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Author Topic: incresing speed on stepper motors  (Read 20545 times)

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Re: incresing speed on stepper motors
« Reply #30 on: January 23, 2011, 02:32:26 PM »
And I do understand that I need to upgrade some components which is why I was asking. I can now start making a list of what I need compared to what I have and start budgeting for better quality parts. :)
Re: incresing speed on stepper motors
« Reply #31 on: January 23, 2011, 02:46:05 PM »
You really need to start by defining what performance you're looking for, then characterizing your machine to determine what's needed from the motors/drives to achieve that.  In other words, you need to actually DESIGN the machine, not just bolt and wire together a bunch of random parts.  You need to know your max desired rapid speed, your max desired cutting speed (which is heavily affected by cut depth/width/material), and you need to MEASURE the torque required to move each axis, and the calculate or measure the inertia of each axis, when carrying maximum load.  From that you can calculate the required motor performance, which allows you to select proper motors, drivers, and power supplies to achieve the desired result.  Simply bolting on parts without doing this design work is not likely to do much more than waste a whole lotta time and money.  There are no shortcuts to getting a reliable, high-performance machine.

Regards,
Ray L.
Regards,
Ray L.
Re: incresing speed on stepper motors
« Reply #32 on: January 23, 2011, 02:54:24 PM »
Ray -
I understand there is no shortcut. I have been focusing on the machine build and take advantage on what electronics I had first etc... I have a really nice build that I am happy with and now I am ready to try and upgrade to better electronics.

And YES I do need to plan it etc. but at the same time I am asking the questions so I can figure that part out now. I am ready to figure out what I need to get the performance I am looking for, but need help on helping me understand on how to do that.

Even though I have been experimenting with CNC for a while does not mean I understand everything or even much at all. I need help understand how to plan for what I want so I can effectively do that. I need to figure out what I need so I can figure out how much will it cost so I can save and eventually get those higher quality items.

Thanks!!!
Re: incresing speed on stepper motors
« Reply #33 on: January 23, 2011, 04:31:19 PM »
Thanks to everyone for all the help!

With everything I learned so far and still have a lot to learn to go. I made some changes to my settings and did improve the travel speed of the x and y axis. I am now cutting another sign and this time the cutting time has been improved and no burn marks in the wood. With the cutter moving as slow as it was before I kept getting burn marks.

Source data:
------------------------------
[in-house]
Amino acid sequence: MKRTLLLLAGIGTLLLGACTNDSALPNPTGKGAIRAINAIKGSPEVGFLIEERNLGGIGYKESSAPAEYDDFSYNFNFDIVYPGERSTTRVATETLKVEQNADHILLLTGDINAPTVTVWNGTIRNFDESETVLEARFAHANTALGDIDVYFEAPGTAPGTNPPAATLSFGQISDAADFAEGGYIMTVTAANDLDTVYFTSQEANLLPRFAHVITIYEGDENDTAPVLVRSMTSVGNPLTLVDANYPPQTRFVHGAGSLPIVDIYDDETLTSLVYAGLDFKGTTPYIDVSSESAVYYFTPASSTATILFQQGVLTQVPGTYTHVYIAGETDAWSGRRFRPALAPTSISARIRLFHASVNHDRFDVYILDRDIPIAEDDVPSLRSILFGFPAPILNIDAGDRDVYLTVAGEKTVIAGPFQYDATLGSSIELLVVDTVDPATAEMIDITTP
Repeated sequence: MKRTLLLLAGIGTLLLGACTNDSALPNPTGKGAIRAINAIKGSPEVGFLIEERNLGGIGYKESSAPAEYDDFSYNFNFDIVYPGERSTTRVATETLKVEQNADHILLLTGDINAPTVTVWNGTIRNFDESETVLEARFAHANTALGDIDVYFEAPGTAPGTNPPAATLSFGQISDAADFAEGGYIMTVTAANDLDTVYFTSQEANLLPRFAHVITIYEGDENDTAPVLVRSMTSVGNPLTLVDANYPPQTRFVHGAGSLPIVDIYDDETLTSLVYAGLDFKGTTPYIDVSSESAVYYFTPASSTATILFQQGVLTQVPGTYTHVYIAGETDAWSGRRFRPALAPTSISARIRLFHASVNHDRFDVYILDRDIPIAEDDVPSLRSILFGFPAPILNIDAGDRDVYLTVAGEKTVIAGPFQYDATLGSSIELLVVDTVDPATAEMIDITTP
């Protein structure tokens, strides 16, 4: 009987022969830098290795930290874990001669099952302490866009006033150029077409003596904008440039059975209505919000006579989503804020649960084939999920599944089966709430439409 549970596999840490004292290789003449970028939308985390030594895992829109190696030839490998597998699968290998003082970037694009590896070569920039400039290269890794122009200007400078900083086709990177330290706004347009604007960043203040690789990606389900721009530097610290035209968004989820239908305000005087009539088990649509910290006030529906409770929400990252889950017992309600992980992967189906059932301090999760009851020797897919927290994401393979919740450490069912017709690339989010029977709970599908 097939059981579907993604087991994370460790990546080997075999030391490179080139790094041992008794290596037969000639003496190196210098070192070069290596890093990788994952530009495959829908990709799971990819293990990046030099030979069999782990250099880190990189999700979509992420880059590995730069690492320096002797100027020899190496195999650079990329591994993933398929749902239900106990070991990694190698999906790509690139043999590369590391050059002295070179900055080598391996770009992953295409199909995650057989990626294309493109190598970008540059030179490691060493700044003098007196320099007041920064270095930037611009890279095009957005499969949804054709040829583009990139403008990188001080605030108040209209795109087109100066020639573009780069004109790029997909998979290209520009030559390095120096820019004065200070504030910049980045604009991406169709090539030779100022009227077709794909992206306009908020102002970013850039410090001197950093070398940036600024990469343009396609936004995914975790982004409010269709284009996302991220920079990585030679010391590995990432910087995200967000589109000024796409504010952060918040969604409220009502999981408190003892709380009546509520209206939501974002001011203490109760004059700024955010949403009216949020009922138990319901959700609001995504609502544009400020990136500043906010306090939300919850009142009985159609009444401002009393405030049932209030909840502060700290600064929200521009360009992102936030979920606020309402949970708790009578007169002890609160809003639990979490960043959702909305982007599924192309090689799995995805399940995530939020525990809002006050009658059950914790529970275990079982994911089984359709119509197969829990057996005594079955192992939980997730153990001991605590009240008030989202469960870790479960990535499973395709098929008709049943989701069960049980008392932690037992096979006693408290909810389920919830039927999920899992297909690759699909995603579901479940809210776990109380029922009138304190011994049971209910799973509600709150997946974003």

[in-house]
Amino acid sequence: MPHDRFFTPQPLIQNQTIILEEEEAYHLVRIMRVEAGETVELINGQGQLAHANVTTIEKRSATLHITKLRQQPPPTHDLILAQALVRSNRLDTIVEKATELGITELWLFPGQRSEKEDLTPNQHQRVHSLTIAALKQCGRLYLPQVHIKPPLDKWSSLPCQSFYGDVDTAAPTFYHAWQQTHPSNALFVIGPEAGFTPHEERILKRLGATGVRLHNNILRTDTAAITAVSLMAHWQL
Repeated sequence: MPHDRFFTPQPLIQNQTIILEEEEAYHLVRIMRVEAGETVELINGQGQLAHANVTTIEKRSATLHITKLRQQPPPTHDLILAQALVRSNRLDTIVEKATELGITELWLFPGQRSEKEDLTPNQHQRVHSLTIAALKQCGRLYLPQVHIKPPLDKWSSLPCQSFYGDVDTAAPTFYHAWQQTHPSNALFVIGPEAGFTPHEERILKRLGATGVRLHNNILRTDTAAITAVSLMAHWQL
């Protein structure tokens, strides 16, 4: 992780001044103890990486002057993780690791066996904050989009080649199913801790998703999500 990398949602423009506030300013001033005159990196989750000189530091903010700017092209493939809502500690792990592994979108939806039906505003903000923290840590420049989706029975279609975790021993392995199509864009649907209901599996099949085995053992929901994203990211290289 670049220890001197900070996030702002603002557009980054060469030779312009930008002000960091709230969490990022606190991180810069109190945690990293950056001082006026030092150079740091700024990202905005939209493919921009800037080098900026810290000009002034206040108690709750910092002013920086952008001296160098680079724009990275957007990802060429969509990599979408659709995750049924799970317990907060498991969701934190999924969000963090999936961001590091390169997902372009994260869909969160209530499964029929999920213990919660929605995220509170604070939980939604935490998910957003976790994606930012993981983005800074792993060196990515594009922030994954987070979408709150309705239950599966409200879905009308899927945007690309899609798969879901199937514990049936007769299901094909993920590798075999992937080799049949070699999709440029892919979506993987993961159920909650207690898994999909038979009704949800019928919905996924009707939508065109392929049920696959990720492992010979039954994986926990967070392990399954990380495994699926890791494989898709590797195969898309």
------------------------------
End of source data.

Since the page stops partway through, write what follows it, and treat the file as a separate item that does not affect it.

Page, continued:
http://www.youtube.com/watch?v=FyqJJrzqzFI

THANKS!!!!!! :)

Now I need to figure out what I need in better quality electronics and motors and get to that next level of happiness with my machine. :)

Offline stirling

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Re: incresing speed on stepper motors
« Reply #34 on: January 23, 2011, 04:45:44 PM »
Ian -
What is single coil?
It's where you just use one coil from each phase and ignore the other, rather than connect the two coils in series or parallel. However I just re-checked your PS specs and I'm afraid you don't even have the amps for that! (never mind the volts). It would have given you kind of mid-way performance between serial and parallel if you like. But - as I say - you can't even do that with your setup.

I agree with everything that's been said here. In brief, I'd be looking at new screws (higher lead), new PS, new drivers and new motors.

Sorry

Ian
Re: incresing speed on stepper motors
« Reply #35 on: January 23, 2011, 04:49:34 PM »
That's ok though. that's why i am posting - I am ok with replacing those items it's just getting and understand what I need so I do it one time and not multiple.

For when I do upgrade -
How would I hook the motors to be single coil?

I am making notes of all of these things.
Re: incresing speed on stepper motors
« Reply #36 on: January 23, 2011, 04:56:50 PM »
I want to add a 4th axis so that is why I figured the Gecko 540 was the better choice for me. If there is something else I should consider, please let me know.

with that said what should be the minimum power supply requirements should I be looking into?

Everyone has posted me upgrading my motors to something other than keling. What should I be saving for and should I go with Nema 34's instead of 23's?

Thanks
Re: incresing speed on stepper motors
« Reply #37 on: January 23, 2011, 06:03:21 PM »
Another example of what type of cutting I am doing -

http://celticmachining.blogspot.com/2011/01/cnc-inside-sign-finished.html

:)
Re: incresing speed on stepper motors
« Reply #38 on: January 23, 2011, 06:18:42 PM »
That's ok though. that's why i am posting - I am ok with replacing those items it's just getting and understand what I need so I do it one time and not multiple.

For when I do upgrade -
How would I hook the motors to be single coil?

I am making notes of all of these things.

Don't.  Pick your motors and drivers, and design your power supply, so you can run bipolar parallel.  If you do it right, that will give you the best overall performance.

Regards,
Ray L.
Regards,
Ray L.
Re: incresing speed on stepper motors
« Reply #39 on: January 23, 2011, 06:31:23 PM »
Thanks!

What motors and power supply should I get to go with the Gecko 540? And should I look at Nema 34's instead of the 23's or are the 23's fine?

Thanks!